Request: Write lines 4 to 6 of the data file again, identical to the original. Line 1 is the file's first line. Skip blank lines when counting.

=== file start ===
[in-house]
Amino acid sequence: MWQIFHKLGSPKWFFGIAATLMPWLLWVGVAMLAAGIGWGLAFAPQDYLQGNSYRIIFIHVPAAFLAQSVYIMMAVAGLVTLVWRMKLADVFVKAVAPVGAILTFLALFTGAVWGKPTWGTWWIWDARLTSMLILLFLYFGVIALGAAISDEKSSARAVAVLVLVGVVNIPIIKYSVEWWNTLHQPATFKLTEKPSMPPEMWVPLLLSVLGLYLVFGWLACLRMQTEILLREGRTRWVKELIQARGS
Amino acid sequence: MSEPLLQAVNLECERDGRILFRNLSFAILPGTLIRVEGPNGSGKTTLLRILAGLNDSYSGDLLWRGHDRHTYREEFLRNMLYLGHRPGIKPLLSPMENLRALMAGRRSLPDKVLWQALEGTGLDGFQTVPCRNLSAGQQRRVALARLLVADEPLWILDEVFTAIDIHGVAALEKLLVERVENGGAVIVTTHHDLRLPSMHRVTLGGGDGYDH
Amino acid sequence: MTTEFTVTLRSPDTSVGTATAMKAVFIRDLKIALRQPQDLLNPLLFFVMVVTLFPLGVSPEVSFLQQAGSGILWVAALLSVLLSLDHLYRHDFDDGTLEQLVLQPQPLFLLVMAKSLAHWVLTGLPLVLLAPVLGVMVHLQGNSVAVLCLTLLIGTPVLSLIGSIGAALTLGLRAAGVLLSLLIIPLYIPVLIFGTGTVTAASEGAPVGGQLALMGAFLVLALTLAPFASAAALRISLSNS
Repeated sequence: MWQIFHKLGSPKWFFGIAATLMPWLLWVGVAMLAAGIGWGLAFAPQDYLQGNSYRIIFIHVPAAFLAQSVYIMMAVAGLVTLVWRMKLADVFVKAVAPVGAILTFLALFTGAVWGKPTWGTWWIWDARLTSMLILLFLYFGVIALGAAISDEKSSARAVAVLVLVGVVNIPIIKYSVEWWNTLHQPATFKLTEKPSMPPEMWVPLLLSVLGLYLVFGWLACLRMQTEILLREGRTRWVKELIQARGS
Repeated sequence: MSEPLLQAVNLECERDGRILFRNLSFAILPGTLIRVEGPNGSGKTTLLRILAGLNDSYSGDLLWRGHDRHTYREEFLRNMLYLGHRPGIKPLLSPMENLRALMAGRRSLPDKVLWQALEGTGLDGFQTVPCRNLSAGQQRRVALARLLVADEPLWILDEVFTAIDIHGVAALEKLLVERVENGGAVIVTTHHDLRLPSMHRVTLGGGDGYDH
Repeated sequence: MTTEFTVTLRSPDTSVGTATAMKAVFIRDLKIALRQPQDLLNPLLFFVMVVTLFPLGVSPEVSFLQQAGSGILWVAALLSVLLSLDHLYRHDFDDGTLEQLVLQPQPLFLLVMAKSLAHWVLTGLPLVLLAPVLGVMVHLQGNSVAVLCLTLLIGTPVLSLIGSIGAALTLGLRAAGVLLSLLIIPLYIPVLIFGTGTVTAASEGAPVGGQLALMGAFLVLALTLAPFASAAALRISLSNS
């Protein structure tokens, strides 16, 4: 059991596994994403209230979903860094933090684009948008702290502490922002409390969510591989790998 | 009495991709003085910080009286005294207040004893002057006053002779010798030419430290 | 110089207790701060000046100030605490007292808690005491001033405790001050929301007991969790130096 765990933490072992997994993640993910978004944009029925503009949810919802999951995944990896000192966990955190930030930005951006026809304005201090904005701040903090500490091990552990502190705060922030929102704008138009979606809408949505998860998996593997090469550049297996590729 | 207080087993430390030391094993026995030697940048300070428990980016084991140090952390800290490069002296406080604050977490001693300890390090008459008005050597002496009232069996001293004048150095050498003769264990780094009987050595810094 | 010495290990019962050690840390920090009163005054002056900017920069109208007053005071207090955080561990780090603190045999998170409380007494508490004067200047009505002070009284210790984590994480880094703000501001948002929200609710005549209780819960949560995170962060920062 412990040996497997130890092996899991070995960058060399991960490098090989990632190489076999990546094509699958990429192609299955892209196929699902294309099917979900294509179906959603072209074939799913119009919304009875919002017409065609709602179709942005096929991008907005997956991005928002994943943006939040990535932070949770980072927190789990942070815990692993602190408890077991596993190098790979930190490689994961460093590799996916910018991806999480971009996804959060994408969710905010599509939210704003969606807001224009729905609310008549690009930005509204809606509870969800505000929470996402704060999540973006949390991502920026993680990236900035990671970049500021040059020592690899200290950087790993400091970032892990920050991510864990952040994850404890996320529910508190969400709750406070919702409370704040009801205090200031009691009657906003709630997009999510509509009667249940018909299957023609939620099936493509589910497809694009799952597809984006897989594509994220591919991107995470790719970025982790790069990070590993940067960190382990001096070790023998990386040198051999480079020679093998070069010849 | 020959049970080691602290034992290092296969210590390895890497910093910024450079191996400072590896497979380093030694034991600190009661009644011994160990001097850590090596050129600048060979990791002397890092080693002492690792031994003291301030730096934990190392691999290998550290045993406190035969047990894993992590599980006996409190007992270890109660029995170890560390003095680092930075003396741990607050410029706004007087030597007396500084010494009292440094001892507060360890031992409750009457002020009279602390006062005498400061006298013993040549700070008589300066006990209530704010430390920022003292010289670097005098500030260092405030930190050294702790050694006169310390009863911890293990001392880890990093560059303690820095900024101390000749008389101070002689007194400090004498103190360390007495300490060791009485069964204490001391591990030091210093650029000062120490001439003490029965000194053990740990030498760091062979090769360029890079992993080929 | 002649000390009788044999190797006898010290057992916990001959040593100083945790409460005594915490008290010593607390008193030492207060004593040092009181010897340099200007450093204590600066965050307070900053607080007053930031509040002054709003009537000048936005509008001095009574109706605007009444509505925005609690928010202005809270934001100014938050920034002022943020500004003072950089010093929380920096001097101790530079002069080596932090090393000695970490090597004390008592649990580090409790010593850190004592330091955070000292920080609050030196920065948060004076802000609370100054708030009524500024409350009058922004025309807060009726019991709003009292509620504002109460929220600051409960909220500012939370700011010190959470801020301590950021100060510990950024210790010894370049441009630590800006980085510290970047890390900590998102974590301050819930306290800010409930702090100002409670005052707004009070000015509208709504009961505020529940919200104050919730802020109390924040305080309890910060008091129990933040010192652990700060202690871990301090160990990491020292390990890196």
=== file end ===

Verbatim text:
Amino acid sequence: MTTEFTVTLRSPDTSVGTATAMKAVFIRDLKIALRQPQDLLNPLLFFVMVVTLFPLGVSPEVSFLQQAGSGILWVAALLSVLLSLDHLYRHDFDDGTLEQLVLQPQPLFLLVMAKSLAHWVLTGLPLVLLAPVLGVMVHLQGNSVAVLCLTLLIGTPVLSLIGSIGAALTLGLRAAGVLLSLLIIPLYIPVLIFGTGTVTAASEGAPVGGQLALMGAFLVLALTLAPFASAAALRISLSNS
Repeated sequence: MWQIFHKLGSPKWFFGIAATLMPWLLWVGVAMLAAGIGWGLAFAPQDYLQGNSYRIIFIHVPAAFLAQSVYIMMAVAGLVTLVWRMKLADVFVKAVAPVGAILTFLALFTGAVWGKPTWGTWWIWDARLTSMLILLFLYFGVIALGAAISDEKSSARAVAVLVLVGVVNIPIIKYSVEWWNTLHQPATFKLTEKPSMPPEMWVPLLLSVLGLYLVFGWLACLRMQTEILLREGRTRWVKELIQARGS
Repeated sequence: MSEPLLQAVNLECERDGRILFRNLSFAILPGTLIRVEGPNGSGKTTLLRILAGLNDSYSGDLLWRGHDRHTYREEFLRNMLYLGHRPGIKPLLSPMENLRALMAGRRSLPDKVLWQALEGTGLDGFQTVPCRNLSAGQQRRVALARLLVADEPLWILDEVFTAIDIHGVAALEKLLVERVENGGAVIVTTHHDLRLPSMHRVTLGGGDGYDH